Step Inside a Studio Turned Home in Fairfield County
Some people find their corner of the world, put down roots and wait patiently for their allegorical tree to grow. For multimedia artist and budding decorator Robin Rapoport, it’s been a slightly more literal process: Her home is actually cloaked in dense tangles of leafy wisteria. “I refer to it as my ‘green jewel box,’ and I love that it transforms itself with the seasons,” Rapoport says. “It’s made to look almost primitive and, oh my gosh, sort of like a wooly mammoth. It’s really alive.”
Originally the “concrete box in the middle of the woods,” as architect Robert Young describes it, was designed as a studio for Rapoport and her husband, also an artist. Chief among their requirements were that the space be as large as possible—both in terms of square and cubic footage—and flexible enough to accommodate their ever-shifting interests. “We designed it to have good proportions and a good quality of light, and to be a little bit like a stage, to be able to have different sets,” Young says. “One year they might want to use it as a studio to make art, the next they might want to use it as a dance place.” At one point, the program included a basement bowling alley, although that never happened. “It was all thought about as being an accessory structure, literally, a folly,” says Young. “It was going to be this thing that grew over time, and we didn’t even intend for it to be lived in.”
Maybe not, but since he was building on a residential street with strict building codes, Young had no choice but to make sure the place had bedrooms and a kitchen. So when the studio that proved so fabulous for entertaining transitioned into a weekend home, and then finally, some 10 years ago, a permanent one, all Rapoport had to do was turn the raw, industrial, loft-like volume with exposed ceiling ducts into something livable for her husband and children, now 23, 21, 17 and 15.
Although she doesn’t fancy the “collector” moniker, Rapoport has been amassing an eclectic array of furnishings her entire life, and “slowly started to break down the space into different seating areas, invisible rooms,” she says. “I love layer, I love texture, I love mixing.” Weaving it all together is the art, furniture and lighting she designed herself—the stunning copper-tubing chandelier hanging over the dining table, the dramatic tree-branch sculpture defining the living room, the massive, full-wall bookshelf that “really cements” the main living area. (Plans for Rust, a home store that doubles as an exhibition hall where Rapoport can sell her designs and curate others’, are in the works.)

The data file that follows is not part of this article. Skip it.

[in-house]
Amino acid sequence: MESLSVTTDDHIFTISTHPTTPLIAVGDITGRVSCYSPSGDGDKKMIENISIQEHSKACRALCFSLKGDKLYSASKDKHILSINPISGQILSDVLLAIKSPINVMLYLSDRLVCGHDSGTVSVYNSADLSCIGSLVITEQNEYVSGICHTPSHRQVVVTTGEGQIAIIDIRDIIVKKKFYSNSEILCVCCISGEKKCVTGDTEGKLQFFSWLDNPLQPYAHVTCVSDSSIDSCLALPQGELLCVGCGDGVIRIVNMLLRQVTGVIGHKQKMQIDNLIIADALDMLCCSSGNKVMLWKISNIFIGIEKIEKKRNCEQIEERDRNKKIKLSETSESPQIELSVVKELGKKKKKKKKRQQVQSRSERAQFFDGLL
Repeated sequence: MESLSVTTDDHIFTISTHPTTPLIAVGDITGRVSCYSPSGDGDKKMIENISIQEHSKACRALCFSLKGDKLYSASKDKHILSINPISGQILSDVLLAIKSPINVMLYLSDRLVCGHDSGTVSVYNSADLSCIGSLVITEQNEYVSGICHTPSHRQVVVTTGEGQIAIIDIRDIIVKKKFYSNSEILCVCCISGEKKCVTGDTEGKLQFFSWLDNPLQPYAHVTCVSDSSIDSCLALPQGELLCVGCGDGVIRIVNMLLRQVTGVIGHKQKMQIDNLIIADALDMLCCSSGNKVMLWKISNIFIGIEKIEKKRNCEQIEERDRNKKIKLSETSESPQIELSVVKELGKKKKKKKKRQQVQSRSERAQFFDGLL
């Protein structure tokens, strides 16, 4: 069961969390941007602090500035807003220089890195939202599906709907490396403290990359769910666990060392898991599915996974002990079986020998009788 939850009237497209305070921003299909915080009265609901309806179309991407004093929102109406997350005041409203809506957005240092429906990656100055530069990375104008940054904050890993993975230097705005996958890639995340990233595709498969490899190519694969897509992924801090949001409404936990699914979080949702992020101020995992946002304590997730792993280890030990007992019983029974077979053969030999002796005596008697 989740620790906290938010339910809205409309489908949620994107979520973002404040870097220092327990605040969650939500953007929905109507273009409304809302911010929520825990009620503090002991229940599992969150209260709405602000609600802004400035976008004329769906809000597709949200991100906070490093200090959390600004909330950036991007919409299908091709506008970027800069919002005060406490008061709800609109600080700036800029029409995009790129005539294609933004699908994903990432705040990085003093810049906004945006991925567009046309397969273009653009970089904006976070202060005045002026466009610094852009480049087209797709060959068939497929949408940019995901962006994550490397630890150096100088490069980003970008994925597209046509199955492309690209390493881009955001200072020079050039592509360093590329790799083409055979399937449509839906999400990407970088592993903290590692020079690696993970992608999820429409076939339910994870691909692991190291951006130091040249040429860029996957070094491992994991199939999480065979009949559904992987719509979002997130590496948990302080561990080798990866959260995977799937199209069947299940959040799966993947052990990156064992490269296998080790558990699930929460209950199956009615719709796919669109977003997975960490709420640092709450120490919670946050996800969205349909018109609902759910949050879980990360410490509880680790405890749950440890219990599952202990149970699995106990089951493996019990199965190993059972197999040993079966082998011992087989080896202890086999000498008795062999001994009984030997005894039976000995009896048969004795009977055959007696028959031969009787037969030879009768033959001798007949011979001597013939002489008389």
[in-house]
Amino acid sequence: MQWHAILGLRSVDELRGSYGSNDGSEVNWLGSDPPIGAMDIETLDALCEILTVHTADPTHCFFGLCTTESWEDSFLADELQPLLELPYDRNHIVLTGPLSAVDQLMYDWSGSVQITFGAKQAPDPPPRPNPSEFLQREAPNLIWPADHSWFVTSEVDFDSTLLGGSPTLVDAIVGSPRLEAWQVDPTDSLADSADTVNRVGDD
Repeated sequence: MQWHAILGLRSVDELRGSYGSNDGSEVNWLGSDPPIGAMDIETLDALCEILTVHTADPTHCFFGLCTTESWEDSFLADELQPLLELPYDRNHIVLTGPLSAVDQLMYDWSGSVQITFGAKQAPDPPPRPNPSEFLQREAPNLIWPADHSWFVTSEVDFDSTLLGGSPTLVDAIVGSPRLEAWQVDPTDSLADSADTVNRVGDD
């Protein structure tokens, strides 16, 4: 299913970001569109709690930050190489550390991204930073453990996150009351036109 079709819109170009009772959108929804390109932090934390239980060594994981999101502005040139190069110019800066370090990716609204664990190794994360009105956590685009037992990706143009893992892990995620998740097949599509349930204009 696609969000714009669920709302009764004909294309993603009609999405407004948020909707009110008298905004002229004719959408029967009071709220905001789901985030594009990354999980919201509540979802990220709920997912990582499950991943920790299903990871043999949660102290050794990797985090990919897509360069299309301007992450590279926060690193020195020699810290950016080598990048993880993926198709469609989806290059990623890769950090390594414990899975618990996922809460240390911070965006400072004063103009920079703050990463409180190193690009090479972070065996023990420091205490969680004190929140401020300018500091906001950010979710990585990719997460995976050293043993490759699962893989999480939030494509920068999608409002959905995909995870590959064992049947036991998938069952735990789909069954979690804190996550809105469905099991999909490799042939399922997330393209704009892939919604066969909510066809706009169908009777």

While she loves to read in one area in particular—the “living room,” which is defined by a gray couch with extra-wide armrests and a glass-topped coffee table—Rapoport doesn’t really play favorites. She happens to be particularly proud that her 15-year-old daughter designed her bedroom herself. “She combined Hollywood Regency with shabby chic, and she’s still working on it,” Rapoport says. “We love to go antiquing together. I guess they’ve been more exposed, visually, than most kids have been.” Hence the white crown moldings, chic velvet daybed, glossy black walls and ultra-glam mirrored bureau that would probably be lost on most teenagers.
Rapoport admits that she’s not sure what sort of houses will appeal to her children when they eventually put down their own roots—this place, of course looks nothing like their neighbors’ or friends’ homes. “Even though this is a contemporary home, we all love to look at other houses and discuss design and architecture as a family,” she says. “As long as it’s well done, the style doesn’t matter. We love a shingle home, and we love a Victorian home with a veranda. As long as it has integrity.”
A version of this article appeared in the November 2012 issue of CTC&G (Connecticut Cottages & Gardens) with the headline: Green Jewel Box.